Using fictional storytelling techniques in business, part 2

In the wildly successful book Made to Stick, authors Chip and Dan Heath offer an easy outline to remember when trying to make ideas memorable and convincing: SUCCES (simple, unexpected, concrete, credibility, emotion and stories). And there’s a reason they put stories in the acronym’s last spot.This is the second of a three-part guest post by Jason Hensel (read part 1).

“[Stories] naturally embody most of the SUCCES framework,” the two wrote, citing that stories are typically concrete and with emotional and unexpected components. “The hardest part of using stories effectively is making sure they’re simple—that they reflect your core message. It’s not enough to tell a great story; the story has to reflect your agenda.”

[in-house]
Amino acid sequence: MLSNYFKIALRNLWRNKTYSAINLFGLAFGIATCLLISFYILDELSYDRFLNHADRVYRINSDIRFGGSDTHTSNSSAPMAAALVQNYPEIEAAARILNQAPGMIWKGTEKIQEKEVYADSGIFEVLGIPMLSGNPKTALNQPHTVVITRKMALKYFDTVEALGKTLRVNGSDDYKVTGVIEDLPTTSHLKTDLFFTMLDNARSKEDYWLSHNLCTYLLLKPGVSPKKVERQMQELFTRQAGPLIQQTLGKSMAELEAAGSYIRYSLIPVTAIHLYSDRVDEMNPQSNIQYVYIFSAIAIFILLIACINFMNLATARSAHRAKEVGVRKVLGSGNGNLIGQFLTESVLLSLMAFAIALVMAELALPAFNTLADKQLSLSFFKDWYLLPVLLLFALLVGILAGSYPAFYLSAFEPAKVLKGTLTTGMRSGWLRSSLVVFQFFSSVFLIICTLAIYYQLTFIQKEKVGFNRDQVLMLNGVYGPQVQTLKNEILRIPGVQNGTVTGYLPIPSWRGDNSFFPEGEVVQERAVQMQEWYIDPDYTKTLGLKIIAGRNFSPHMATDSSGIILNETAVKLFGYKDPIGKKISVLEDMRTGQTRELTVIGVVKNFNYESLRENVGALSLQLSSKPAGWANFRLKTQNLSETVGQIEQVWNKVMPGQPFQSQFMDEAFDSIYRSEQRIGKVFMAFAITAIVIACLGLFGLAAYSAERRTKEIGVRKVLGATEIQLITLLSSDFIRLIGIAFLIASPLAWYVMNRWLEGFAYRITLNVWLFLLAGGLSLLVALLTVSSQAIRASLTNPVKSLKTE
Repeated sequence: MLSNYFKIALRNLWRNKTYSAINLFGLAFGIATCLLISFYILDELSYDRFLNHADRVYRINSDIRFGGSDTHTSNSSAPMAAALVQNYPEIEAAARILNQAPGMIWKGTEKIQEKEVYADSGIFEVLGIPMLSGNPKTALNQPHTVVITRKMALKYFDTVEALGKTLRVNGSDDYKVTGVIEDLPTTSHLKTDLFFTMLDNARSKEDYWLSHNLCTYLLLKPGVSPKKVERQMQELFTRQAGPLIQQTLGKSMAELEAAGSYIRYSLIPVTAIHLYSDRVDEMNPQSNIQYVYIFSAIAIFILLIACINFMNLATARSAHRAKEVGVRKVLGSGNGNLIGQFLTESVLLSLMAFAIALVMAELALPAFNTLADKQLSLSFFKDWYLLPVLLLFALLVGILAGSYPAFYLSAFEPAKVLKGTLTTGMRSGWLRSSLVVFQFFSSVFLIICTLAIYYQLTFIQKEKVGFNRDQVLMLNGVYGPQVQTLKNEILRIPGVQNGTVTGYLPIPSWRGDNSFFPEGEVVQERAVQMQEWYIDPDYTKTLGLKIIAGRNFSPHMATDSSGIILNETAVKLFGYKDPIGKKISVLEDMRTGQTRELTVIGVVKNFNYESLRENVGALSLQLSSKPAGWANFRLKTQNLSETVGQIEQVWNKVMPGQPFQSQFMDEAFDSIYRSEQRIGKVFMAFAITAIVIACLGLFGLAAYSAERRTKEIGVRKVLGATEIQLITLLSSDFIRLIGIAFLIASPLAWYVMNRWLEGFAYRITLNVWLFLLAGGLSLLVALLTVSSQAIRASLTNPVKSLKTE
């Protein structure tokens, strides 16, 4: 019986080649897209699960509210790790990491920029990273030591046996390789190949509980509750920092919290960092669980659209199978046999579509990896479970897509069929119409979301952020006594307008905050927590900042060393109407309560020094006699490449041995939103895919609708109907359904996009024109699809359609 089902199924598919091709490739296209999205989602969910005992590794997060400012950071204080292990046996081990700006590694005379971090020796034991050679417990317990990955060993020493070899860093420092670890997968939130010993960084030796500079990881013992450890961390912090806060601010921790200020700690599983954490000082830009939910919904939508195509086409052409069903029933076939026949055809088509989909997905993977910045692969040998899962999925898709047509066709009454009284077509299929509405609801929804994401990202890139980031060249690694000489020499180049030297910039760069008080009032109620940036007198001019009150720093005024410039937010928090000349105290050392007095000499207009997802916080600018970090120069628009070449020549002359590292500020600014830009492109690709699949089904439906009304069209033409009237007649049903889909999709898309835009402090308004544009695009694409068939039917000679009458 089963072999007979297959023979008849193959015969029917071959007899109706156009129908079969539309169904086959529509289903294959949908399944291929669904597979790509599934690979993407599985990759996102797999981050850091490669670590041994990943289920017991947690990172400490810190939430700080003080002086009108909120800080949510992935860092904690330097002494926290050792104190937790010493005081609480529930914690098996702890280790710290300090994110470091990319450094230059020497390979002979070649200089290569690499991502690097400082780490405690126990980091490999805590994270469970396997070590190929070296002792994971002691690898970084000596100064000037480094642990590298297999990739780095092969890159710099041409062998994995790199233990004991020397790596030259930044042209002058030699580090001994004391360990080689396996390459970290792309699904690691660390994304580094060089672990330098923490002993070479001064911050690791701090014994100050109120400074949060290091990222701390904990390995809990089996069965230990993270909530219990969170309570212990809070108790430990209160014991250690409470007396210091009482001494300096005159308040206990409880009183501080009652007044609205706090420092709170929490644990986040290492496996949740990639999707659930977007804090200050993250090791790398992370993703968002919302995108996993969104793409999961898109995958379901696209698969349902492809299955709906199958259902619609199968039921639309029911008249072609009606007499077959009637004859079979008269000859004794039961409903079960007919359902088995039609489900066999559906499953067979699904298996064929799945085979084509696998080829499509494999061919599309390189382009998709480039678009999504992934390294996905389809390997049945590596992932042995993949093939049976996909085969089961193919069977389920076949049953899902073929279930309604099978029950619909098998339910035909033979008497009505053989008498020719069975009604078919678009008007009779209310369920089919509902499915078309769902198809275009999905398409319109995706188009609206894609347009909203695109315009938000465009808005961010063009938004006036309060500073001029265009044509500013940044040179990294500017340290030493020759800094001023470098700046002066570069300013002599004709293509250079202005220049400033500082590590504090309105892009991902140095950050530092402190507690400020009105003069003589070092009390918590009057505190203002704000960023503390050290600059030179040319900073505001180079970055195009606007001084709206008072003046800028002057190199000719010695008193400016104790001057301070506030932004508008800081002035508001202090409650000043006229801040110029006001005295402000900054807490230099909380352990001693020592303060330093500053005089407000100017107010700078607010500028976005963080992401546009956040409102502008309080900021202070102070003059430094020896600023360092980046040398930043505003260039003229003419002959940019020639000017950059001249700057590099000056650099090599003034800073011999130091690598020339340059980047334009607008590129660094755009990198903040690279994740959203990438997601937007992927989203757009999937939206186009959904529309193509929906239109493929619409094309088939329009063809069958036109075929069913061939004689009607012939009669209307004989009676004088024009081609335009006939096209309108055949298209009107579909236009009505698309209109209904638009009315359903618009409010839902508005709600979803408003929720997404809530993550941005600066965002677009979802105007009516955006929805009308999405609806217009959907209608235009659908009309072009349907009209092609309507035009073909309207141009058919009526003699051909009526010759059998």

Simple and Specific
The best way to help meet your agenda is to keep stories simple.

“Think of it as a three-step process that constitutes the most fundamental elements of storytelling,” Lamb said. “Beginning: Define your goal and ask yourself why reaching this goal is important. Middle: What are the obstacles that stand in the way of success? End: What must be accomplished/achieved/overcome to reach the desired goal? Whether you’re talking about fiction or non-fiction, business or pleasure, these three steps constitute the essence of story. Once you’ve addressed these three issues, you can go about filling in the details essential to making your story memorable.”

Stay tuned for Part 3.

JASON HENSEL is associate editor of One+

photo by Katrina Snaps

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